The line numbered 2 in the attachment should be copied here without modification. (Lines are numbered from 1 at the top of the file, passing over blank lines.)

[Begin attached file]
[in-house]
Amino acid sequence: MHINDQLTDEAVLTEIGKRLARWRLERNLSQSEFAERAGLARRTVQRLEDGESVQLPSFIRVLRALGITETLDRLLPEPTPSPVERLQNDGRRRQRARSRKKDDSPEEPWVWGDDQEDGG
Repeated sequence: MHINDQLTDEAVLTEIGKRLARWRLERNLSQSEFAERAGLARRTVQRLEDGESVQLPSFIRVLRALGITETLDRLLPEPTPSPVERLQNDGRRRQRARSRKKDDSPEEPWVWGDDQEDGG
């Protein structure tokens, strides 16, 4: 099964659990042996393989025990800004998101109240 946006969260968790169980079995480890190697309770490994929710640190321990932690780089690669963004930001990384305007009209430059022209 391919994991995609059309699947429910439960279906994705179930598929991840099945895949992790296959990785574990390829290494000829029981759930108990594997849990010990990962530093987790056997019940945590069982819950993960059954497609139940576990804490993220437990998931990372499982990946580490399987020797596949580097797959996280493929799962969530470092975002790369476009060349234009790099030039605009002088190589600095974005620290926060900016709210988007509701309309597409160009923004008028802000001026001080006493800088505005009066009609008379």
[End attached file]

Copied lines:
Amino acid sequence: MHINDQLTDEAVLTEIGKRLARWRLERNLSQSEFAERAGLARRTVQRLEDGESVQLPSFIRVLRALGITETLDRLLPEPTPSPVERLQNDGRRRQRARSRKKDDSPEEPWVWGDDQEDGG